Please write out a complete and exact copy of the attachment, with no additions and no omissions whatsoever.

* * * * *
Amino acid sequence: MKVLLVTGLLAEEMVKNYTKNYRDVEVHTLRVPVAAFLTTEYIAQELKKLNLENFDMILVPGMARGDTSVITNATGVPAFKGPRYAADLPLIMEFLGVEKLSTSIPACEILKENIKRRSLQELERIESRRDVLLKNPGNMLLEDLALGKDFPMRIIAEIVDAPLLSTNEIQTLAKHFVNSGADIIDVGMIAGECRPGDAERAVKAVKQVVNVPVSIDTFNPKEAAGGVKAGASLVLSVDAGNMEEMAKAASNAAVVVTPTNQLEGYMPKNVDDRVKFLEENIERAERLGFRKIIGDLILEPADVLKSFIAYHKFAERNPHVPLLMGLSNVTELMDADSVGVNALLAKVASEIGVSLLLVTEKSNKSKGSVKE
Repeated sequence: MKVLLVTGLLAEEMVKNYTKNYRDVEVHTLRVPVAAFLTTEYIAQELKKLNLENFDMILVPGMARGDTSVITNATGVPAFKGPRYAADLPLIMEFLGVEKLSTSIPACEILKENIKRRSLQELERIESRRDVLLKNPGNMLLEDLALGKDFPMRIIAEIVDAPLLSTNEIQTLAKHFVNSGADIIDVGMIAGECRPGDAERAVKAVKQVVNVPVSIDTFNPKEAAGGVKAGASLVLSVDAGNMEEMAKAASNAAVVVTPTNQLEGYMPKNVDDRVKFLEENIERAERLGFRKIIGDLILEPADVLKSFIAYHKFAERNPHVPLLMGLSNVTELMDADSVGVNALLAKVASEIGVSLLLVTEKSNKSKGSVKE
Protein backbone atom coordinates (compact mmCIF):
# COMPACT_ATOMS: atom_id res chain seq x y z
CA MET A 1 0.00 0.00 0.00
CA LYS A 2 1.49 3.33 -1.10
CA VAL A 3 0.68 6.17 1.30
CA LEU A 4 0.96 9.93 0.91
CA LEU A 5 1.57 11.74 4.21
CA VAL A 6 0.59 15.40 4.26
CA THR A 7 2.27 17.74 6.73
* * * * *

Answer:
Amino acid sequence: MKVLLVTGLLAEEMVKNYTKNYRDVEVHTLRVPVAAFLTTEYIAQELKKLNLENFDMILVPGMARGDTSVITNATGVPAFKGPRYAADLPLIMEFLGVEKLSTSIPACEILKENIKRRSLQELERIESRRDVLLKNPGNMLLEDLALGKDFPMRIIAEIVDAPLLSTNEIQTLAKHFVNSGADIIDVGMIAGECRPGDAERAVKAVKQVVNVPVSIDTFNPKEAAGGVKAGASLVLSVDAGNMEEMAKAASNAAVVVTPTNQLEGYMPKNVDDRVKFLEENIERAERLGFRKIIGDLILEPADVLKSFIAYHKFAERNPHVPLLMGLSNVTELMDADSVGVNALLAKVASEIGVSLLLVTEKSNKSKGSVKE
Repeated sequence: MKVLLVTGLLAEEMVKNYTKNYRDVEVHTLRVPVAAFLTTEYIAQELKKLNLENFDMILVPGMARGDTSVITNATGVPAFKGPRYAADLPLIMEFLGVEKLSTSIPACEILKENIKRRSLQELERIESRRDVLLKNPGNMLLEDLALGKDFPMRIIAEIVDAPLLSTNEIQTLAKHFVNSGADIIDVGMIAGECRPGDAERAVKAVKQVVNVPVSIDTFNPKEAAGGVKAGASLVLSVDAGNMEEMAKAASNAAVVVTPTNQLEGYMPKNVDDRVKFLEENIERAERLGFRKIIGDLILEPADVLKSFIAYHKFAERNPHVPLLMGLSNVTELMDADSVGVNALLAKVASEIGVSLLLVTEKSNKSKGSVKE
Protein backbone atom coordinates (compact mmCIF):
# COMPACT_ATOMS: atom_id res chain seq x y z
CA MET A 1 0.00 0.00 0.00
CA LYS A 2 1.49 3.33 -1.10
CA VAL A 3 0.68 6.17 1.30
CA LEU A 4 0.96 9.93 0.91
CA LEU A 5 1.57 11.74 4.21
CA VAL A 6 0.59 15.40 4.26
CA THR A 7 2.27 17.74 6.73